I have a real love-hate relationship with Boss—there are many things I love about the series, but I also frequently find it to be exasperating. The viewing public seems to agree more with the second half of my opinion—after two years of chronically low viewership, there will be no third season of Boss—but I predict that this show’s stature will only increase in the years to come, as more people catch up with it on DVD or instant view.
The key to Boss appreciation is to realize that it does not aspire to naturalism. That means, don’t bother comparing it to your view of how contemporary Chicago politics work, and certainly don’t compare the behavior of the show’s characters to people you know in real life. Either approach misses what is best about the show while highlighting what can be most frustrating about it.
Simply put, Boss aims to present a hardboiled, somewhat abstracted view of power relations as practiced by a varied cast of characters, each with their own motivations and vulnerabilities, while also imparting an almost Shakespearean grandeur to the proceedings.
Letting go of simple realism frees series creator Farhad Safinia (he co-wrote Apocalypto, which gives you some idea of his ability to portray ruthlessness on screen) to create characters that are larger than life. First and foremost among them is Chicago mayor Tom Kane (Kelsey Grammer), who fought his way to the top of the city’s power structure and intends to remain there (you learn much more about his backstory in this season).
Kane has a problem, however—he’s been diagnosed with a degenerative neural disease that is gradually impairing both his physical and mental abilities, and is also causing him to have some dandy hallucinations. It’s a great dramatic setup, as Kane must battle his own failing abilities while also concealing his growing weakness from the many predators around him who would be only too happy to bring him down.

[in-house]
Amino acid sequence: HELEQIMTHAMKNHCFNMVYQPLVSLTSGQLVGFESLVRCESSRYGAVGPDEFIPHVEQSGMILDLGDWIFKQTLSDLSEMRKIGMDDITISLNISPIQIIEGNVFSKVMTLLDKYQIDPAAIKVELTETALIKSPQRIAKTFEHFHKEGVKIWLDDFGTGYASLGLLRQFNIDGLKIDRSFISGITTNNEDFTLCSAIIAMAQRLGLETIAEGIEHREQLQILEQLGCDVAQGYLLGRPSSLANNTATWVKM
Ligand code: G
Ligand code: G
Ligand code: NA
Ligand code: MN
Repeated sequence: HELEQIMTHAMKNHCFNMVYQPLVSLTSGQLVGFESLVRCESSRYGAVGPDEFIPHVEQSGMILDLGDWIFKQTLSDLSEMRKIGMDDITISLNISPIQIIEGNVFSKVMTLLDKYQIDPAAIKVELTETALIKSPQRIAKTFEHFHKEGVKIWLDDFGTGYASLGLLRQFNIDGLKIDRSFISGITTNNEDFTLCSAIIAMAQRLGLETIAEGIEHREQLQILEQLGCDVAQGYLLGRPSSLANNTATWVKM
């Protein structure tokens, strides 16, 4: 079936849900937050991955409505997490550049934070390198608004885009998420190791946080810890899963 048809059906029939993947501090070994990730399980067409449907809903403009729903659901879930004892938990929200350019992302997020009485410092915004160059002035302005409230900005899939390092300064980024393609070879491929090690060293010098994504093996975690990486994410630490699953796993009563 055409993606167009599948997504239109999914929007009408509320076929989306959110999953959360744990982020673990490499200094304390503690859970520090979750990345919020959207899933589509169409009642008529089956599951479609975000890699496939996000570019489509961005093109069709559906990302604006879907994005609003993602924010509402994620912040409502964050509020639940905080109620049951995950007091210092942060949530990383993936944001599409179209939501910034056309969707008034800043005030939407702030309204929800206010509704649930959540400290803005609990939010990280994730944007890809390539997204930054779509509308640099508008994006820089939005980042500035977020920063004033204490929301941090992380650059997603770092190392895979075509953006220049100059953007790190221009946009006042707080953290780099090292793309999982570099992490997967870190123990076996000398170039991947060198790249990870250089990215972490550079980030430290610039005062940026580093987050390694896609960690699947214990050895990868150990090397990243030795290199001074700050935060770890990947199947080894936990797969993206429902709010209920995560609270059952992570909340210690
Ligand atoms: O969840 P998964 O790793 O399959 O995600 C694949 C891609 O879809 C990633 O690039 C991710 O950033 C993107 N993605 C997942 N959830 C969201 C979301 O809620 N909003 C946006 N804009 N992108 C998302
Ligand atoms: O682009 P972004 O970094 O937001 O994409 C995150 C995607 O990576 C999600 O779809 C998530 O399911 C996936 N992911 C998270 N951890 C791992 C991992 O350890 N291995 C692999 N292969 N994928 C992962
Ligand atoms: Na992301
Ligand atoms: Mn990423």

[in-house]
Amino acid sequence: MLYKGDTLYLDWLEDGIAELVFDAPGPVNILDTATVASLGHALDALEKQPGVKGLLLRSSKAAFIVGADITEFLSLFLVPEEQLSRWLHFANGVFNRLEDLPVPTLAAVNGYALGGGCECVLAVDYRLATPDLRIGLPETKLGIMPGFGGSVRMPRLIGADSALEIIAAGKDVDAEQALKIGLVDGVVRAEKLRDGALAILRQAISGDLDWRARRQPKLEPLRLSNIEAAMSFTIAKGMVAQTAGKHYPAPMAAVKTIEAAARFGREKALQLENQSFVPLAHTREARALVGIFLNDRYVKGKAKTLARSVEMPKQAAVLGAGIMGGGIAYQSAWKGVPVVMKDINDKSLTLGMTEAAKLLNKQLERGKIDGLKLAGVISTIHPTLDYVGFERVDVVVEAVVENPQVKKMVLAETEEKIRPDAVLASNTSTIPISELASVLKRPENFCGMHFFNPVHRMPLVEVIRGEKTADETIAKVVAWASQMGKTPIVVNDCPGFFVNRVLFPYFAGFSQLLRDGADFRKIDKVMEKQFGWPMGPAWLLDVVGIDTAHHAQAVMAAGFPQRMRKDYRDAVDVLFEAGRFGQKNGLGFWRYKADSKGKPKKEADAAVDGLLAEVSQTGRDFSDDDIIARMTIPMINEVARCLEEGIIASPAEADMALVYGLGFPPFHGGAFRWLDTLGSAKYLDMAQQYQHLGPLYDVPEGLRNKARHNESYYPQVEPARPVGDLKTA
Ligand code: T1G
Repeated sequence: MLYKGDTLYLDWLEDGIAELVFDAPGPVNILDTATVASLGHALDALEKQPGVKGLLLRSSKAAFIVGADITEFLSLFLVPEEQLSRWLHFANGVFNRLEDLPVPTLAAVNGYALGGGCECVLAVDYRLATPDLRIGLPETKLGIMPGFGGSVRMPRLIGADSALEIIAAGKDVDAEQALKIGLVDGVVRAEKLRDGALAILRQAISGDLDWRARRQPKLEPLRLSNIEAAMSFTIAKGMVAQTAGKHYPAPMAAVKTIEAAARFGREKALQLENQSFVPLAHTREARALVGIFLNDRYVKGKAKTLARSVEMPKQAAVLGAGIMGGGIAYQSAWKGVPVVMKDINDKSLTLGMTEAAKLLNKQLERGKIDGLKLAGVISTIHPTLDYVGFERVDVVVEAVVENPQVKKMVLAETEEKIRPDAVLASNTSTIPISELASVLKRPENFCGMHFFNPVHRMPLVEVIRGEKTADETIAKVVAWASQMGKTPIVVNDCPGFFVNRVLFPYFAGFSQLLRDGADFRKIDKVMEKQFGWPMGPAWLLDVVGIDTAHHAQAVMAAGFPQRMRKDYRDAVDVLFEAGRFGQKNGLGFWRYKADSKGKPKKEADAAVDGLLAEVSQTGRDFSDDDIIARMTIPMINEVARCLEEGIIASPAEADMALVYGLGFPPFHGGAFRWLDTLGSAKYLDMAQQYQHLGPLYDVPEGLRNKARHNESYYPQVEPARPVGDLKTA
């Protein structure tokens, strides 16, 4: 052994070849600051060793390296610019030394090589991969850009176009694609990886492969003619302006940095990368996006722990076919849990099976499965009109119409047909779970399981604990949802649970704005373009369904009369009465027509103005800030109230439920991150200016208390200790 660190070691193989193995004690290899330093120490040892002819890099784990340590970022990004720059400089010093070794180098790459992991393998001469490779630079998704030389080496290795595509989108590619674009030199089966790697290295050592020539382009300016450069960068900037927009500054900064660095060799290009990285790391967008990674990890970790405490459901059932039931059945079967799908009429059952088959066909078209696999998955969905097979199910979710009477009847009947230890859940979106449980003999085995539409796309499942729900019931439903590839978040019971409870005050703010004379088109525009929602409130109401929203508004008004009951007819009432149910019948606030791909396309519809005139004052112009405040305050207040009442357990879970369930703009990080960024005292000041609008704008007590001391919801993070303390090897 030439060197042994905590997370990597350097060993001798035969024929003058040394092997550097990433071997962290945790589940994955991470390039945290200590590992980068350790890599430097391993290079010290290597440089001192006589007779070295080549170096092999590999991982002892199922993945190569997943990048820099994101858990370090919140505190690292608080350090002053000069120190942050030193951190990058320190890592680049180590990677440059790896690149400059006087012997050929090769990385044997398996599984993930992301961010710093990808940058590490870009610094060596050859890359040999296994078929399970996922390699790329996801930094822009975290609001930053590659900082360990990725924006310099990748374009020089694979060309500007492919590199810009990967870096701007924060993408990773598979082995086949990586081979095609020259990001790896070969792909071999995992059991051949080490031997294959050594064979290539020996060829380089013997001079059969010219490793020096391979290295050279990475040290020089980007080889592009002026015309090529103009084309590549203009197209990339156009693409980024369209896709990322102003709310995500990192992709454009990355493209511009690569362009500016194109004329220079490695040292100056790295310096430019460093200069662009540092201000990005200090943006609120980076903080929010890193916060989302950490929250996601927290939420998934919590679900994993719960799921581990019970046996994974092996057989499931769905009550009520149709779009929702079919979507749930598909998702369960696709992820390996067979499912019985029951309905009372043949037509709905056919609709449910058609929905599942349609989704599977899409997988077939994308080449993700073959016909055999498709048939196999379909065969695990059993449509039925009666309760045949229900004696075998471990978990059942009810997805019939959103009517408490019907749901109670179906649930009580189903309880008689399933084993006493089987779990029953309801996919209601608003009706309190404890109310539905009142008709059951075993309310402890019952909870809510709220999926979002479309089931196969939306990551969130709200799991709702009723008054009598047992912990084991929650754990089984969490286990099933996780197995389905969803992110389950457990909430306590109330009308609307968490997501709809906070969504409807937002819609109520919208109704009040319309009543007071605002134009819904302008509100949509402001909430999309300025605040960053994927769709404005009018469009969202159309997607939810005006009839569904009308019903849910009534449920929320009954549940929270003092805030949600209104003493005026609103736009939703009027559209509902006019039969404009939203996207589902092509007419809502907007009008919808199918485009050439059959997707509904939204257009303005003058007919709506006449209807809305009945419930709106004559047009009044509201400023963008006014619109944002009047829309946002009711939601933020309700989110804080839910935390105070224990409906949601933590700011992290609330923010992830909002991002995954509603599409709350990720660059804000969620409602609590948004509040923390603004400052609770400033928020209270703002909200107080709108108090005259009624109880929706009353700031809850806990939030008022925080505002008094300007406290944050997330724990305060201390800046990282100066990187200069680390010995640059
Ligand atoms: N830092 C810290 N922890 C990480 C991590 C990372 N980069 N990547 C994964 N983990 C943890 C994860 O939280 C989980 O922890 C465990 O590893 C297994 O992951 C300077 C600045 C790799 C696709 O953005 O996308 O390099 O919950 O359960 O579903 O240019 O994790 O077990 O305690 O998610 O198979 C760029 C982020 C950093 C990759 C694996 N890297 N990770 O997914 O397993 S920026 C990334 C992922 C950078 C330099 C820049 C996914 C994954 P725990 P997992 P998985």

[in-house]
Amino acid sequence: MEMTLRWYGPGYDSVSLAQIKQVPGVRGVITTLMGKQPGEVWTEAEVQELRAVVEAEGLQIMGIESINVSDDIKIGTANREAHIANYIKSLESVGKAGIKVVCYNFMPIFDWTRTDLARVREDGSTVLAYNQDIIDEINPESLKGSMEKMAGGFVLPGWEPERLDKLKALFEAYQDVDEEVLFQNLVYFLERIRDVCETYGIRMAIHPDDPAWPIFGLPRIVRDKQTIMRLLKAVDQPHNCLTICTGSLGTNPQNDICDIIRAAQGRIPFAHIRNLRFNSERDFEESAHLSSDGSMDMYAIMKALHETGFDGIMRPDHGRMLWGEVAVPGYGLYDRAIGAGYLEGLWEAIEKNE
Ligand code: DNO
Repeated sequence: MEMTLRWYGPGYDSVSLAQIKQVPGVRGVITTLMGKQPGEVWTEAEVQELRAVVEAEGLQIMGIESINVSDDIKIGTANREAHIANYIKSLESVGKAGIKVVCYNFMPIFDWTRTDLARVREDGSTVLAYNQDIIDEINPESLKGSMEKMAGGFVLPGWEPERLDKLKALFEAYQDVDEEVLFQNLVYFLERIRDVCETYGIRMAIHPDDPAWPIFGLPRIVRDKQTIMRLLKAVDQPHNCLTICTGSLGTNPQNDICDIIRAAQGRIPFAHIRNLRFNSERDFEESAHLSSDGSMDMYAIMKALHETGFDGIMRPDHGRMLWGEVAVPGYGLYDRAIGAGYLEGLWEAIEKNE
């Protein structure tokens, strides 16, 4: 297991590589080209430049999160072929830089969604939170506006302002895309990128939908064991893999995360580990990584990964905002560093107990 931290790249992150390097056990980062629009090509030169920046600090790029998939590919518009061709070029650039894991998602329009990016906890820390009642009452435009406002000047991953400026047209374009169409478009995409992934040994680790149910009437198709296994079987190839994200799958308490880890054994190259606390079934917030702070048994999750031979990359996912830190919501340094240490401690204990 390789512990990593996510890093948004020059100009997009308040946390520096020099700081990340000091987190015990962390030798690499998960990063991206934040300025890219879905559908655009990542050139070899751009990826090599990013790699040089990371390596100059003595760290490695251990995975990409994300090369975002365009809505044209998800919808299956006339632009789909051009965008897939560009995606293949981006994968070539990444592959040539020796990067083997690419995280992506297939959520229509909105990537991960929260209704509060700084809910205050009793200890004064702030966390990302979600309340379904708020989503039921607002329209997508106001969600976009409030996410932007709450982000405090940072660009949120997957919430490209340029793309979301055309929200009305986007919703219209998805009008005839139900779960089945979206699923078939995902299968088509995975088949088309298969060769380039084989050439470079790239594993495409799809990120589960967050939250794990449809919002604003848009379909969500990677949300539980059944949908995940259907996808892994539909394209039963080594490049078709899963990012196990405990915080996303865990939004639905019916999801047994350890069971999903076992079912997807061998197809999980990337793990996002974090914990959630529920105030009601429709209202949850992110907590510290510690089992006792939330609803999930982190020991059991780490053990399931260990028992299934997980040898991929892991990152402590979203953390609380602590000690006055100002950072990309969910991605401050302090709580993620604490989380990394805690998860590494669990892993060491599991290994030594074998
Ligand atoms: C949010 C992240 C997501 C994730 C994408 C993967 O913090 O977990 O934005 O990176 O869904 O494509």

Grammer has a talent for portraying characters who are divided against themselves—it was the hallmark of his performance as the title character on Frasier—and he puts it to good use in the second season of Boss, where his job is to convince you that Kane is seeking something like redemption, although he’s still not keen on giving up any of his power. Grammer has the thespian chops to deliver the series’ complex, occasionally bombastic speeches, but can also convey menace through his eyes alone. His acting style is custom-made for the many extreme close-ups favored by the series: Gus Van Sant directed the first episode, and his trademark style is largely imitated by the cast of directors who worked on this season.
The other star turn in Boss belongs to the city of Chicago. If the politics are not realistic, the locations are certainly genuine, and from the title sequence onwards (featuring doodles by Van Sant over a series of well-chosen location shots and a soulful rendition of “Satan, Your Kingdom Must Come Down” by Robert Plant), the series couldn’t possibly be taking place anywhere but Chicago. Admirably, Boss avoids hawking tourist landmarks, Woody Allen style, in favor of using locations, like the winter-withered rooftop garden of City Hall featured in the opening episode of this season, that offer an insider’s view of the city.
So that’s the good—what about the bad? The main problem I have with Boss is that it’s really hard to keep track of what’s going on, and that sometimes makes it hard to care. The plot is extremely twisty, and many of the characters are types, so while it’s not hard to tell the aldermen from the advisors from the drug dealers, it’s much easier to get confused within those categories. That’s not a knock on the actors, who are uniformly excellent, so much as it is a comment on the complexity of the writing—and honestly, I’m not sure I want to work as hard just to keep up with Boss as the show’s writers seem to think I do.
The other sticking point is Boss’s general over-the-top-ness: it has a habit of veering from heightened reality into absurdity, and while I’m a pretty tolerant viewer as far as going where a show wants to lead me, Boss frequently tries my patience in this regard.
The best addition to the cast this season is Jonathan Groff as Kane’s new advisor; he and Sanaa Lathan take over the roles vacated by Martin Donovan and Kathleen Robertson. Connie Nielsen and Hannah Ware are still in the picture as Kane’s wife Meredith and daughter Hannah, as are Rotimi as Meredith’s love interest, Jeff Hephner as the up-and-coming politician Ben Zajac, and Troy Garrity as the ambitious journalist Sam Miller. It’s difficult to imagine anyone watching the second season of Boss without having seen the first (that would be a recipe for terminal confusion), but if you liked the first season, you’ll probably like the second even more.
The sound and image on the Blu-ray disks are excellent and deliver the quality necessary to allow you to bask the series’ operatic approach. Extras include an insightful 15-minute introduction to the series and commentary tracks for three episodes.